Intended as the concluding film in the trilogy on the modern history of Taiwan began with Beiqing Chengshi (1989), this film reveals the story through three levels: a film within a film as ... See full summary »
In Shanghai in the 1880s there are four elegant brothels (flower houses): each has an auntie (called madam), a courtesan in her prime, older servants, and maturing girls in training. The ... See full summary »
Tony Chiu Wai Leung,
In the first half of this century, young Li Tienlu joines a travelling puppet theatre and subsequently makes a career as one of Taiwan's leading puppeteers. During World War II the Japanese... See full summary »
In Taiwan, Xiao-kang, a young man in his early 20s, lives with his parents in near silence. He is plagued by severe neck pain. His father is bedeviled by water first leaking into his ... See full summary »
The film focuses on three city folks who unknowingly share the same apartment: Mei, a real estate agent who uses it for her sexual affairs; Ah-jung, her current lover; and Hsiao-ang, who's ... See full summary »
Forest fires burn in Sumatra; a smoke covers Kuala Lumpur. Grifters beat an immigrant day laborer and leave him on the streets. Rawang, a young man, finds him, carries him home, cares for ... See full summary »
Lung, a former member of the national Little League team and now operator of an old-style fabric business, is never able to shake a longing for his past glory. One day, he runs into a forme... See full summary »
Ah-Ching and his friends have just finished school in their island fishing village, and now spend most of their time drinking and fighting. Three of them decide to go to the port city of ... See full summary »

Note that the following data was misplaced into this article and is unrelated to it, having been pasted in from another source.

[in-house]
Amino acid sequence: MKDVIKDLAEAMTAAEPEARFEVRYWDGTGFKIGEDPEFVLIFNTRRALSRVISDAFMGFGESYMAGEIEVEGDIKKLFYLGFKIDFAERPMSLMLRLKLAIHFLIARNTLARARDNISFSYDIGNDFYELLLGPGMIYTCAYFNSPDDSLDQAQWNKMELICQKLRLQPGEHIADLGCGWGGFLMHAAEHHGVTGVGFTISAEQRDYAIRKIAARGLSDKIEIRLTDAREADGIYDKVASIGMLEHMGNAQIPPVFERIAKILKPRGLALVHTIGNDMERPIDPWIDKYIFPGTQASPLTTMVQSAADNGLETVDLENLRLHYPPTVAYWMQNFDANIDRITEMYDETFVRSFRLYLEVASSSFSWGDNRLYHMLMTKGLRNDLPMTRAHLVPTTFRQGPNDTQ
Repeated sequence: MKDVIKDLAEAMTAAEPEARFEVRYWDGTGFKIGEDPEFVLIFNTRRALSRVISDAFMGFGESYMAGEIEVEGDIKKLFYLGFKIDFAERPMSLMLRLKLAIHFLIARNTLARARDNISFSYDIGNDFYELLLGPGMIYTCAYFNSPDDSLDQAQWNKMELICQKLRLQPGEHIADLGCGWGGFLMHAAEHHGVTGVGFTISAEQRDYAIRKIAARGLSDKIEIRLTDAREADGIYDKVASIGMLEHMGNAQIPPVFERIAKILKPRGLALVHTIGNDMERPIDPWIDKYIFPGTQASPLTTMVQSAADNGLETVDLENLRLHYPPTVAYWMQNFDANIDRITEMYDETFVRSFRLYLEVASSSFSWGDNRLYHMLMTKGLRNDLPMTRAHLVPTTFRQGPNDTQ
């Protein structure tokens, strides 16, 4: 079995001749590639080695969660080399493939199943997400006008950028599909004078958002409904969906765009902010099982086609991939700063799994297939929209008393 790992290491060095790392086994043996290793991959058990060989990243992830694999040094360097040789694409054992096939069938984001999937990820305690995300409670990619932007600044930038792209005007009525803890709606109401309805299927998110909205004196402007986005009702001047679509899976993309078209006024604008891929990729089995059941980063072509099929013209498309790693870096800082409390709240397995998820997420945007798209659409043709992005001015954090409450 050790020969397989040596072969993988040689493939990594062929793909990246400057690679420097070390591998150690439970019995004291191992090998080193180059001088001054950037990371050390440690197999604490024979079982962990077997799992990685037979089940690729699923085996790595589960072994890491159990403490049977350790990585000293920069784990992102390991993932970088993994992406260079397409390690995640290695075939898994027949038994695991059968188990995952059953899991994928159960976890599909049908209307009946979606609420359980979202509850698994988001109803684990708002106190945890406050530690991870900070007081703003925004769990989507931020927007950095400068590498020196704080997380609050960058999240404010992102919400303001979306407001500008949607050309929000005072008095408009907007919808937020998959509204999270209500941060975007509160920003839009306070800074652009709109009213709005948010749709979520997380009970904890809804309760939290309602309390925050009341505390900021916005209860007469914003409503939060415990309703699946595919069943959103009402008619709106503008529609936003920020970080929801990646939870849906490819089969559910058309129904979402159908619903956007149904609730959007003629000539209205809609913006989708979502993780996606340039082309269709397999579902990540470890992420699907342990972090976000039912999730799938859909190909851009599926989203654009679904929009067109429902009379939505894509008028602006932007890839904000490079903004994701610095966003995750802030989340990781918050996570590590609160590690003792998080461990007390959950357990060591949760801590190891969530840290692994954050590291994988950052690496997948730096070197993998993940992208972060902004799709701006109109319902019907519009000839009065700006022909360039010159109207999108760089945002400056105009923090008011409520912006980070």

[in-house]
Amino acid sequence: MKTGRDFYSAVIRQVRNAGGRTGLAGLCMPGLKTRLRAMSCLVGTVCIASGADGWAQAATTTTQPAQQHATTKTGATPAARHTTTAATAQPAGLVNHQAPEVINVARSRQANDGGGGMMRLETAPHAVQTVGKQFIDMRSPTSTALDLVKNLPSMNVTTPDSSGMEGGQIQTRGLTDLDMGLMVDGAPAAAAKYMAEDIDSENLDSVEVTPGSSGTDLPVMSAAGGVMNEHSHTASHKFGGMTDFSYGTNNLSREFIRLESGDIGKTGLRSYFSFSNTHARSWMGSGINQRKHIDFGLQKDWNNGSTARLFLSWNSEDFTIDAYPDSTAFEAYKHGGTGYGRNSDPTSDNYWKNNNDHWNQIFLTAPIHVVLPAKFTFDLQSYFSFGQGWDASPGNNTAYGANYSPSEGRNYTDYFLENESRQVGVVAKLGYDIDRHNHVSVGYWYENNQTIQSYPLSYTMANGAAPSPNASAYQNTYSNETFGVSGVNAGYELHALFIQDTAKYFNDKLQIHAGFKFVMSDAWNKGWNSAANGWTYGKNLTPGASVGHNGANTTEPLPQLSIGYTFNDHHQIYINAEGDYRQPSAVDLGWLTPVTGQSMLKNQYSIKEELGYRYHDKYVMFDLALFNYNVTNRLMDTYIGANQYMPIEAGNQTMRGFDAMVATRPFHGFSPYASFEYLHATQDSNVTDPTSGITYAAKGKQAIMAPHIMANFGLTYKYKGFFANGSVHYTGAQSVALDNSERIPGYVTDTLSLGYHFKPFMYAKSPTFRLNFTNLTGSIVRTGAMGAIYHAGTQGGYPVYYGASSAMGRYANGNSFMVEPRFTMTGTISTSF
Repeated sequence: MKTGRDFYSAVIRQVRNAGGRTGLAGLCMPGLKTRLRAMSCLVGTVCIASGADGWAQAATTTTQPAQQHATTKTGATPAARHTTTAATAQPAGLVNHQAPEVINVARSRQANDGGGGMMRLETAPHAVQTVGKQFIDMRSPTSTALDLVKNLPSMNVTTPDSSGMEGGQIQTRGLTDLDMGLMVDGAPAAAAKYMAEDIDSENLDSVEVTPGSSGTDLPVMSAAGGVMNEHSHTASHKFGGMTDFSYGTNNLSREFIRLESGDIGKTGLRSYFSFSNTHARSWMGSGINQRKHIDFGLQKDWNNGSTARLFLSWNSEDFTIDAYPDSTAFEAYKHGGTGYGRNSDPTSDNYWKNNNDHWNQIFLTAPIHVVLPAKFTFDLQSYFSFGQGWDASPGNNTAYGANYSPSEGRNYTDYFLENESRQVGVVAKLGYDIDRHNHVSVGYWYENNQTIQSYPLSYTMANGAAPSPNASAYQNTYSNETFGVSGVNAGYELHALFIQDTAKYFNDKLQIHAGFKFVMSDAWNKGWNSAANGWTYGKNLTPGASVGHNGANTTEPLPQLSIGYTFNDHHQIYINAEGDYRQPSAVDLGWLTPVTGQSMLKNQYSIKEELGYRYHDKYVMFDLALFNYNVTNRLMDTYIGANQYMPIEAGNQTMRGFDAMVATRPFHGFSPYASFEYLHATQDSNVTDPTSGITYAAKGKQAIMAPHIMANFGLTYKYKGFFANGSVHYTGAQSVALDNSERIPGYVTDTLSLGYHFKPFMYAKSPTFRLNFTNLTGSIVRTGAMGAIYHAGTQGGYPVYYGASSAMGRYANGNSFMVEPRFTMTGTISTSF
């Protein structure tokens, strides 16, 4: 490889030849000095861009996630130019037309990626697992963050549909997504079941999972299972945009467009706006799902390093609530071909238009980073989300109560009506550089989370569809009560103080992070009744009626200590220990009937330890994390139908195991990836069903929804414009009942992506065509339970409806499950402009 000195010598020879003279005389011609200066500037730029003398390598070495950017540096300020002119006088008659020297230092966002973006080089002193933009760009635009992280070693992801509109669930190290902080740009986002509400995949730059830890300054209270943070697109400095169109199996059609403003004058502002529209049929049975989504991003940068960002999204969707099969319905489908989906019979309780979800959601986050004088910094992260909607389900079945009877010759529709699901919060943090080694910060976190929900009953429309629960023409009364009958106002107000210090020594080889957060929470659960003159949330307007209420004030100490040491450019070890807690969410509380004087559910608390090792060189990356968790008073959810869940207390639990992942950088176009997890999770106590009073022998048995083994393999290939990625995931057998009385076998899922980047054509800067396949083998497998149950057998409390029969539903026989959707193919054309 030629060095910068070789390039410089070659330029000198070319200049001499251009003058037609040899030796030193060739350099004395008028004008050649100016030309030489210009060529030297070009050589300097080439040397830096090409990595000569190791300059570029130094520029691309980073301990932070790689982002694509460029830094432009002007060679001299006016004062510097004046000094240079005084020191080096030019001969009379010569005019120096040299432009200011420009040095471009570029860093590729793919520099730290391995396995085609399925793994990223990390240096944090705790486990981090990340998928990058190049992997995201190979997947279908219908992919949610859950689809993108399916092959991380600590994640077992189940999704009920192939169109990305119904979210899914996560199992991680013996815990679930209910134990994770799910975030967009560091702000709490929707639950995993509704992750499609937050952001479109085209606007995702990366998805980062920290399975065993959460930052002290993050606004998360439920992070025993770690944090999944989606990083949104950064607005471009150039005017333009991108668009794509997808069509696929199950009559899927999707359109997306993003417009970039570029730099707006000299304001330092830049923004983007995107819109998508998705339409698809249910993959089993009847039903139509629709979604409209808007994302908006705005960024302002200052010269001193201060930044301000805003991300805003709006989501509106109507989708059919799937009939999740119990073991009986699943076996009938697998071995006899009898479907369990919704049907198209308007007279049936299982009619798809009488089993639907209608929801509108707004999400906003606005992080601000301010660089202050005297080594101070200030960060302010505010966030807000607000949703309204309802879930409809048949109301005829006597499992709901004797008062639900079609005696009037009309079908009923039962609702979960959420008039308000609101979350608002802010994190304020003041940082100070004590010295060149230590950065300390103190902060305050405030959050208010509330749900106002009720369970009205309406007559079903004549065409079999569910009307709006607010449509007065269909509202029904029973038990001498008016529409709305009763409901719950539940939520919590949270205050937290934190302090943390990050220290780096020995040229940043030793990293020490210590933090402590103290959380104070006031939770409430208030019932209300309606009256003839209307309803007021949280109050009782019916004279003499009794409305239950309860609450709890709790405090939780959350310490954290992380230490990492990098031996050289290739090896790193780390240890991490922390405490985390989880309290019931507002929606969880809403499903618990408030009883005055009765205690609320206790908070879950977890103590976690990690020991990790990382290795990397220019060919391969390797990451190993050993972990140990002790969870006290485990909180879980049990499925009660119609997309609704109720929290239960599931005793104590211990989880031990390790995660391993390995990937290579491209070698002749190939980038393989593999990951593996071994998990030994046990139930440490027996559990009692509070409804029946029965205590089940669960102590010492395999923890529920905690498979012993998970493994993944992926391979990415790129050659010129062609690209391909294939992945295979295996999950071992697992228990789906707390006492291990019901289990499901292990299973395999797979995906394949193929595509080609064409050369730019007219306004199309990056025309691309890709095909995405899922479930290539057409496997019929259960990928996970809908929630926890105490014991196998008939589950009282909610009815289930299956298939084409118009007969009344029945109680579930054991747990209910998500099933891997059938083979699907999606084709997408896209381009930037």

How to watch this film? Don't fall asleep at the wheel.
Those about to watch this modern masterpiece, be advised: you're going down a road of unexpected darkness and terror, cloaked in what appears to be the banal trappings of ordinary existence. But through the lens of Hou's camera, this is anything but ordinary.
To see this, one has to rid oneself of conventional thinking of what it means for a movie to "take" you somewhere. So when a critic whines, "I'm dying for a change of scenery!", it's obvious that they've too accustomed to standard-issue Hollywood storytelling to appreciate something entirely different and new: the mysterious, inexplicable rhythms of REAL LIFE. A life that alternates between static, stagnant waiting for things to happen, and sudden moments of motion and . The first shot explains so much of this: people who are moving and standing still at the same time -- who pass through light and darkness with the same impassive, zonked out expression, waiting for SOMETHING to happen while letting their favorite punk tune release their pent up energy, ambitions and frustrations.
So much of this film is like listening to a good song -- just allowing yourself to be bathed in sensation, to delight in little things that you notice but add so much to the overall experience. You simply can't demand standard point A to point B plot points on a movie that is interested in something entirely different. Because LIFE DOES NOT HAVE PLOT POINTS. What it does have are a multitude of wonders, in gestures, colors, and moments of surprising joy and terror. And what does it all lead to? Who knows. That's why it's life. So when someone says "Why watch a film if there's not a single worthwhile aspect to offer?" he's obviously dissassociated the experience of movies from the experience of real life.
As I've re-watched and reflected on this film, I find it to be one of the essential statements on what it's like to live in the fast lane of modern-day, globalized civilization. This film may resemble American small-time gangster flicks (most notably MEAN STREETS and GOODFELLAS) but compared to this movie those movies, as great as they are, seem simple-minded in their narrative structure and explicated themes. This film gives you the feeling of what it FEELS like to be in the shoes of these sorry saps, with all their petty ambitions and fears that end up meaning quite a lot by the time we get to that terrifying last shot, where a big nothing moment amounts to everything.
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